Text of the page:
No one enjoys getting sick, but you may worry about it more than other people you know. Even when you wash your hands and take daily vitamins, you’re constantly monitoring how you feel. Not sleeping well, the occasional sneeze or a bubbly stomach can fill you with fear.
You’re not alone. Plenty of people are afraid of getting sick and don’t feel comfortable talking about it. It’s actually a phobia you can manage with a few new habits. Read on to discover how to handle your fear of getting sick so that you can live with less anxiety.
When your fear of getting sick makes you avoid seeing your friends or stay up late reading about rare illnesses online, you may have hypochondriasis. The medical community recognizes it as an anxiety disorder and confirms it through diagnosis.
People with this disorder may believe they have a life-threatening illness even if they show no real symptoms. It can happen once or frequently over your lifetime. Hypochondriasis can also form at any age, especially during adulthood.
Anxiety can sneak up on you because it presents in a variety of ways. People with hypochondriasis often experience these common symptoms:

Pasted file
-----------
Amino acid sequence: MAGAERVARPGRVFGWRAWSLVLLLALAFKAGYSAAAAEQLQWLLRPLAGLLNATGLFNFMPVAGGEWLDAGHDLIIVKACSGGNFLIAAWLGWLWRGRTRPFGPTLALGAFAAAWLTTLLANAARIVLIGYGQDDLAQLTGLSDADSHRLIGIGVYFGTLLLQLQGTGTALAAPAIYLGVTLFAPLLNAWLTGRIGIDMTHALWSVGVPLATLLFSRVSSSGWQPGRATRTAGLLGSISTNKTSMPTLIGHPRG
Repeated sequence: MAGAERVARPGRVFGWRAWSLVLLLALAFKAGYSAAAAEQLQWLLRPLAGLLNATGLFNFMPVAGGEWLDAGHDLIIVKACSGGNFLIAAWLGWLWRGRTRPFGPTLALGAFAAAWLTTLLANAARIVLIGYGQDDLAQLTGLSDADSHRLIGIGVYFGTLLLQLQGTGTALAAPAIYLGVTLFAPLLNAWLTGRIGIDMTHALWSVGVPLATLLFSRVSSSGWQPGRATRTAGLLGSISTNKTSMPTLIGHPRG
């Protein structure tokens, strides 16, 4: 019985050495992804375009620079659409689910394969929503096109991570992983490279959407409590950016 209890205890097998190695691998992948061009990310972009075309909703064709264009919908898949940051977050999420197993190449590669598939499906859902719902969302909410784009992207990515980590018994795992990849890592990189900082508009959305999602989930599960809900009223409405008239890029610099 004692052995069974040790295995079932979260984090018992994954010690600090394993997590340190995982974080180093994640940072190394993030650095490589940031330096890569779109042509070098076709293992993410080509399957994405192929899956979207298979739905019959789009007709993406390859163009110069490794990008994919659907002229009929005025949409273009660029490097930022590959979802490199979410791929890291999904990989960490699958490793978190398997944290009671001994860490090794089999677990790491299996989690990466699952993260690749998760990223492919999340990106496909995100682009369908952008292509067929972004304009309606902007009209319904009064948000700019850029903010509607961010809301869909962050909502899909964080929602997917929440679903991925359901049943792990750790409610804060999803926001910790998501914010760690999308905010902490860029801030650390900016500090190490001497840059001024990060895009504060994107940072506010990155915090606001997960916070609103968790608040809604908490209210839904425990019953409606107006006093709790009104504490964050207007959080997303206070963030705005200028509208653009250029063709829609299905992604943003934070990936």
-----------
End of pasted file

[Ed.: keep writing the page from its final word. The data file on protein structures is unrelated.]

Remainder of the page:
Your anxiety may also appear differently. If you’re not sure if you experience these possible anxiety symptoms, start a journal. Write about how you feel throughout the day and reflect after 24 hours or even a week. You can use your entries to spot patterns or recurring behaviors to better understand your fear of getting sick.
After you learn how hypochondriasis presents itself in your thoughts, feelings and behaviors, you can learn to control it through relaxation techniques. Recognize your anxiety and practice these simple relief exercises to find which one works for you.
Anxiety can increase your heart rate and result in panicked breathing, so try deep breathing routines to reverse this symptom. Purposefully slowing each breath will settle your heart rate and help you think more clearly when you worry about your health.
Progressive muscle relaxation works alongside deep breathing because it tenses and relaxes muscle groups as you slow each breath. It requires you to focus your mind, which takes your attention away from what makes you panic.
Mindfulness is the act of grounding yourself in the current moment. It’s useful for anyone with anxiety because it requires you to redirect your attention and focus, like thinking about how the breeze feels on your skin or the grass under your bare feet. These tiny details will draw you out of an anxiety spiral and unwind your fear.
Sometimes hypochondriasis can accompany extreme anxiety and fear, so get professional help if you find that you can’t relax at home. Treatment like cognitive-behavioral therapy could be useful in overcoming your fear of getting sick. Try these solutions or get professional assistance so that you can live with less anxiety and more joy.